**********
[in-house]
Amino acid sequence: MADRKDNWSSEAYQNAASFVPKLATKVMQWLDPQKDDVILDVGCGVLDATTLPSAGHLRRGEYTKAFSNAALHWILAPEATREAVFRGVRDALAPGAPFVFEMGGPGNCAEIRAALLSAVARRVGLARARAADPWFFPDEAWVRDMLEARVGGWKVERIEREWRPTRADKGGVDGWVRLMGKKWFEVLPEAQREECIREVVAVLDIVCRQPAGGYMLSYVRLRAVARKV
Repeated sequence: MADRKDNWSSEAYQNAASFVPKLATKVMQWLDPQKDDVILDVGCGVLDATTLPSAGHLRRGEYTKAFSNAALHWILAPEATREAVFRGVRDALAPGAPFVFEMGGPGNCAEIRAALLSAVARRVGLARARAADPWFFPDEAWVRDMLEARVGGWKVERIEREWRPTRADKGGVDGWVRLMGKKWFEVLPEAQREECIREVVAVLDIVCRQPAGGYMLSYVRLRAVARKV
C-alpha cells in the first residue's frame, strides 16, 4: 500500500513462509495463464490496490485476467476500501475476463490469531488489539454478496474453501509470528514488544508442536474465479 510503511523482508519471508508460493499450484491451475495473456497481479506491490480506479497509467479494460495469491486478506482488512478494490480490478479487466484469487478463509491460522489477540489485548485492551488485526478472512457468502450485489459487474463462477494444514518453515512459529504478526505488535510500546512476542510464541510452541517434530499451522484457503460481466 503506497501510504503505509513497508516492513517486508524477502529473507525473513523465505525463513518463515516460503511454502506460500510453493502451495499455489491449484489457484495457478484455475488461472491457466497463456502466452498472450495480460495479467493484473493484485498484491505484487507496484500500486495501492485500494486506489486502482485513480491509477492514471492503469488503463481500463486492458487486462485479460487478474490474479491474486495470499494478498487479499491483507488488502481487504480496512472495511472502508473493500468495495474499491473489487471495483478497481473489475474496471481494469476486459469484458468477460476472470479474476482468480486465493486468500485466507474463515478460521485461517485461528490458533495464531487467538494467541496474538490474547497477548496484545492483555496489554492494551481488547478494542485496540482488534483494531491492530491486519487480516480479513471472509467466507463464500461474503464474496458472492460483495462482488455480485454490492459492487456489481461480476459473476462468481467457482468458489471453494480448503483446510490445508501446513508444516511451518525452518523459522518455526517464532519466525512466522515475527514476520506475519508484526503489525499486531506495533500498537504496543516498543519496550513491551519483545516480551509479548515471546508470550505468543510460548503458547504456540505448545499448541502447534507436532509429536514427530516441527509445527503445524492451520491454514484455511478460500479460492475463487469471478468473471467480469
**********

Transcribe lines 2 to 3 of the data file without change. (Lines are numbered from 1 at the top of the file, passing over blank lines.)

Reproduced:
Amino acid sequence: MADRKDNWSSEAYQNAASFVPKLATKVMQWLDPQKDDVILDVGCGVLDATTLPSAGHLRRGEYTKAFSNAALHWILAPEATREAVFRGVRDALAPGAPFVFEMGGPGNCAEIRAALLSAVARRVGLARARAADPWFFPDEAWVRDMLEARVGGWKVERIEREWRPTRADKGGVDGWVRLMGKKWFEVLPEAQREECIREVVAVLDIVCRQPAGGYMLSYVRLRAVARKV
Repeated sequence: MADRKDNWSSEAYQNAASFVPKLATKVMQWLDPQKDDVILDVGCGVLDATTLPSAGHLRRGEYTKAFSNAALHWILAPEATREAVFRGVRDALAPGAPFVFEMGGPGNCAEIRAALLSAVARRVGLARARAADPWFFPDEAWVRDMLEARVGGWKVERIEREWRPTRADKGGVDGWVRLMGKKWFEVLPEAQREECIREVVAVLDIVCRQPAGGYMLSYVRLRAVARKV